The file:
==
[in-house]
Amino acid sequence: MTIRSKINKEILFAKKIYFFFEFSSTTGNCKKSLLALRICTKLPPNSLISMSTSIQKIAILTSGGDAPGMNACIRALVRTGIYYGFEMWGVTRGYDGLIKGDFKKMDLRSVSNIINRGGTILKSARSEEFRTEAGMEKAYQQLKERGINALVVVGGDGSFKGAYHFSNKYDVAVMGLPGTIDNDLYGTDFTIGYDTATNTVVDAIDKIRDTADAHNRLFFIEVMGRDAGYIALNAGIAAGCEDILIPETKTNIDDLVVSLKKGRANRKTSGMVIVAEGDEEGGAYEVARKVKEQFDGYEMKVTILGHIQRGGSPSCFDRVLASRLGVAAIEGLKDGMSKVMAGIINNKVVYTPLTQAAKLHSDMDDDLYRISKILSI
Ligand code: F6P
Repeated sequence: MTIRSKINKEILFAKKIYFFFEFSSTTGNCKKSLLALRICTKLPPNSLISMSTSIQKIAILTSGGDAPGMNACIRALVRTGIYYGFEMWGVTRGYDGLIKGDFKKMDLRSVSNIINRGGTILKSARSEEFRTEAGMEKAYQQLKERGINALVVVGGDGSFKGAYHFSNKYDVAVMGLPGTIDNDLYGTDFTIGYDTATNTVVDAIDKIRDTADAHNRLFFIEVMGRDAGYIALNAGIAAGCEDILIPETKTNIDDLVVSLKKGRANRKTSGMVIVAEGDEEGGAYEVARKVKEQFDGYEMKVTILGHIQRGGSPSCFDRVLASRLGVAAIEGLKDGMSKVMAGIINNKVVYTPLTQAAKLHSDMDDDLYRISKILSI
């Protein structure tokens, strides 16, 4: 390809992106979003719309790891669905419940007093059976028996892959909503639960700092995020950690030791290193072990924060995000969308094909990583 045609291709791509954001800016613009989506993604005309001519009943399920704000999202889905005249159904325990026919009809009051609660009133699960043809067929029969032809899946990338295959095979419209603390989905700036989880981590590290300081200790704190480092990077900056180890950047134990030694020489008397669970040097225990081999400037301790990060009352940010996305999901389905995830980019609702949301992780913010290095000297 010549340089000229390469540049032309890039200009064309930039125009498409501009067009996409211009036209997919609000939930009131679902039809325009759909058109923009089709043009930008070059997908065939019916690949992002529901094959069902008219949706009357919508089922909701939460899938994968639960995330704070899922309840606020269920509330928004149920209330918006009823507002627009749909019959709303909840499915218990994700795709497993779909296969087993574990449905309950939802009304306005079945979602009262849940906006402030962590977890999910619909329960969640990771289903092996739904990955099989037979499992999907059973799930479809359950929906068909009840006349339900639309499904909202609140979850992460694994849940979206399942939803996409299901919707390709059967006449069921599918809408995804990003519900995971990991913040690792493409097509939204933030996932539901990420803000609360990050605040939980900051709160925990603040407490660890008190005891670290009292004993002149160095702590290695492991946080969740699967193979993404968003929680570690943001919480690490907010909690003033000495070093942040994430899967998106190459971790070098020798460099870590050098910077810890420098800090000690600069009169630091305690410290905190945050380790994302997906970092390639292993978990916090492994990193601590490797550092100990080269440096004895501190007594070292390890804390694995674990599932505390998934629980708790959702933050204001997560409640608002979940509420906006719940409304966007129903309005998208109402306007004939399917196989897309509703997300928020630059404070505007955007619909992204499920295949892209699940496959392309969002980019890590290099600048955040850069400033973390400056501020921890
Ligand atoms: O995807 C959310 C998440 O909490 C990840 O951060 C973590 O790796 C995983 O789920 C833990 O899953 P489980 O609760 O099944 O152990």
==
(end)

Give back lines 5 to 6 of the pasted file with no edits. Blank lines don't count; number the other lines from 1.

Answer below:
């Protein structure tokens, strides 16, 4: 390809992106979003719309790891669905419940007093059976028996892959909503639960700092995020950690030791290193072990924060995000969308094909990583 045609291709791509954001800016613009989506993604005309001519009943399920704000999202889905005249159904325990026919009809009051609660009133699960043809067929029969032809899946990338295959095979419209603390989905700036989880981590590290300081200790704190480092990077900056180890950047134990030694020489008397669970040097225990081999400037301790990060009352940010996305999901389905995830980019609702949301992780913010290095000297 010549340089000229390469540049032309890039200009064309930039125009498409501009067009996409211009036209997919609000939930009131679902039809325009759909058109923009089709043009930008070059997908065939019916690949992002529901094959069902008219949706009357919508089922909701939460899938994968639960995330704070899922309840606020269920509330928004149920209330918006009823507002627009749909019959709303909840499915218990994700795709497993779909296969087993574990449905309950939802009304306005079945979602009262849940906006402030962590977890999910619909329960969640990771289903092996739904990955099989037979499992999907059973799930479809359950929906068909009840006349339900639309499904909202609140979850992460694994849940979206399942939803996409299901919707390709059967006449069921599918809408995804990003519900995971990991913040690792493409097509939204933030996932539901990420803000609360990050605040939980900051709160925990603040407490660890008190005891670290009292004993002149160095702590290695492991946080969740699967193979993404968003929680570690943001919480690490907010909690003033000495070093942040994430899967998106190459971790070098020798460099870590050098910077810890420098800090000690600069009169630091305690410290905190945050380790994302997906970092390639292993978990916090492994990193601590490797550092100990080269440096004895501190007594070292390890804390694995674990599932505390998934629980708790959702933050204001997560409640608002979940509420906006719940409304966007129903309005998208109402306007004939399917196989897309509703997300928020630059404070505007955007619909992204499920295949892209699940496959392309969002980019890590290099600048955040850069400033973390400056501020921890
Ligand atoms: O995807 C959310 C998440 O909490 C990840 O951060 C973590 O790796 C995983 O789920 C833990 O899953 P489980 O609760 O099944 O152990």